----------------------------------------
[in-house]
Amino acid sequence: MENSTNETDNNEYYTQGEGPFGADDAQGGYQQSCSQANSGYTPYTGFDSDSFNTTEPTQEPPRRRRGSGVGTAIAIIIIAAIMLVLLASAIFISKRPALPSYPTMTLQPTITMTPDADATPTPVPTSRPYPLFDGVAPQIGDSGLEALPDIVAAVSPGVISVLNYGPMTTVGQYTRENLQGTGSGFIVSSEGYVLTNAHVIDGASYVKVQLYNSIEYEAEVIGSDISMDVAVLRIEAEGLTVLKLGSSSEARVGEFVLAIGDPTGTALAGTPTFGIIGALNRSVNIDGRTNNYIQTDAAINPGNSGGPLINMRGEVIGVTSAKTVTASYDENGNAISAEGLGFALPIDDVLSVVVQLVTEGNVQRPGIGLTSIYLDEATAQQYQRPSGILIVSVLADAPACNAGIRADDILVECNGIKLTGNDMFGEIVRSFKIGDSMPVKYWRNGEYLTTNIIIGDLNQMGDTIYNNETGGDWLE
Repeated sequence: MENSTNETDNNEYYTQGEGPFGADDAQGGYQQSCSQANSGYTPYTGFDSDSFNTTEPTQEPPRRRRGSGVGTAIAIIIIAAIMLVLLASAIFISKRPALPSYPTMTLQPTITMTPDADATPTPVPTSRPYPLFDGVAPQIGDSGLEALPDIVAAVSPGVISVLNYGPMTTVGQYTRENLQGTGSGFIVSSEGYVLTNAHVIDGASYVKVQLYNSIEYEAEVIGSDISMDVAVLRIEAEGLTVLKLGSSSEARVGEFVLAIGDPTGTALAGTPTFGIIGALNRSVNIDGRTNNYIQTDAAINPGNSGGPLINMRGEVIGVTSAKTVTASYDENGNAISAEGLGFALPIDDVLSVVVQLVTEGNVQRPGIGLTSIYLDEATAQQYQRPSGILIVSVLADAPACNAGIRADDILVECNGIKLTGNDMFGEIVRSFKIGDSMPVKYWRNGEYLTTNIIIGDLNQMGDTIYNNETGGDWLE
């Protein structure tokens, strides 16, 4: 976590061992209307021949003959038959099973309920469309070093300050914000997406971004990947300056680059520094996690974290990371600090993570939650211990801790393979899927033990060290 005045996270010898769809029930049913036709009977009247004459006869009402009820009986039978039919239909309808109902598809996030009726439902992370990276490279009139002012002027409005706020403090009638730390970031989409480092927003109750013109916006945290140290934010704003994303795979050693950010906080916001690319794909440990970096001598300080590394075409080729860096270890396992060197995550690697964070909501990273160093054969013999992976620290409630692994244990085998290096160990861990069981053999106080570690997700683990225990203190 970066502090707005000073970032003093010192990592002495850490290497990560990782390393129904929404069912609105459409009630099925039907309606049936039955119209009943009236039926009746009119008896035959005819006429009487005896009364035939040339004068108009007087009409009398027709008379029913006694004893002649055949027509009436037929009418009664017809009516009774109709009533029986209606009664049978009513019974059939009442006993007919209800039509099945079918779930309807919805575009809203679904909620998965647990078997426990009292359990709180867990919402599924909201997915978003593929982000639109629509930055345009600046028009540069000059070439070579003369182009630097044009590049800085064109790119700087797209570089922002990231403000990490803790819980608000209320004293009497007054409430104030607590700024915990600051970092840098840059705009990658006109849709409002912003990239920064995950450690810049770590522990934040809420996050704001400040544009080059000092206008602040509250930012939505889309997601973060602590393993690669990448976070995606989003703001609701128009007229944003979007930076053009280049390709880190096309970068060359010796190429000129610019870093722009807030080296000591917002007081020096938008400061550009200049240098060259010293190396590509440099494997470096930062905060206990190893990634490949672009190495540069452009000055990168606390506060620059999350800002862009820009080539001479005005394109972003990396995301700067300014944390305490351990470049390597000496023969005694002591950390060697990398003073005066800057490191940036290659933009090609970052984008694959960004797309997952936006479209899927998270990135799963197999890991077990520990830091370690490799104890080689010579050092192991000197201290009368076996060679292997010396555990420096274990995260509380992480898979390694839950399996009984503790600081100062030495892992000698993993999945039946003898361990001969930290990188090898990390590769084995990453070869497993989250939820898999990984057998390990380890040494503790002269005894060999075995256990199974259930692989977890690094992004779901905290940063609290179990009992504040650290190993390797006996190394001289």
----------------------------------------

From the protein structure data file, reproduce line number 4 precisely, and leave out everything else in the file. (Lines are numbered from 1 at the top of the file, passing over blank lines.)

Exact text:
């Protein structure tokens, strides 16, 4: 976590061992209307021949003959038959099973309920469309070093300050914000997406971004990947300056680059520094996690974290990371600090993570939650211990801790393979899927033990060290 005045996270010898769809029930049913036709009977009247004459006869009402009820009986039978039919239909309808109902598809996030009726439902992370990276490279009139002012002027409005706020403090009638730390970031989409480092927003109750013109916006945290140290934010704003994303795979050693950010906080916001690319794909440990970096001598300080590394075409080729860096270890396992060197995550690697964070909501990273160093054969013999992976620290409630692994244990085998290096160990861990069981053999106080570690997700683990225990203190 970066502090707005000073970032003093010192990592002495850490290497990560990782390393129904929404069912609105459409009630099925039907309606049936039955119209009943009236039926009746009119008896035959005819006429009487005896009364035939040339004068108009007087009409009398027709008379029913006694004893002649055949027509009436037929009418009664017809009516009774109709009533029986209606009664049978009513019974059939009442006993007919209800039509099945079918779930309807919805575009809203679904909620998965647990078997426990009292359990709180867990919402599924909201997915978003593929982000639109629509930055345009600046028009540069000059070439070579003369182009630097044009590049800085064109790119700087797209570089922002990231403000990490803790819980608000209320004293009497007054409430104030607590700024915990600051970092840098840059705009990658006109849709409002912003990239920064995950450690810049770590522990934040809420996050704001400040544009080059000092206008602040509250930012939505889309997601973060602590393993690669990448976070995606989003703001609701128009007229944003979007930076053009280049390709880190096309970068060359010796190429000129610019870093722009807030080296000591917002007081020096938008400061550009200049240098060259010293190396590509440099494997470096930062905060206990190893990634490949672009190495540069452009000055990168606390506060620059999350800002862009820009080539001479005005394109972003990396995301700067300014944390305490351990470049390597000496023969005694002591950390060697990398003073005066800057490191940036290659933009090609970052984008694959960004797309997952936006479209899927998270990135799963197999890991077990520990830091370690490799104890080689010579050092192991000197201290009368076996060679292997010396555990420096274990995260509380992480898979390694839950399996009984503790600081100062030495892992000698993993999945039946003898361990001969930290990188090898990390590769084995990453070869497993989250939820898999990984057998390990380890040494503790002269005894060999075995256990199974259930692989977890690094992004779901905290940063609290179990009992504040650290190993390797006996190394001289």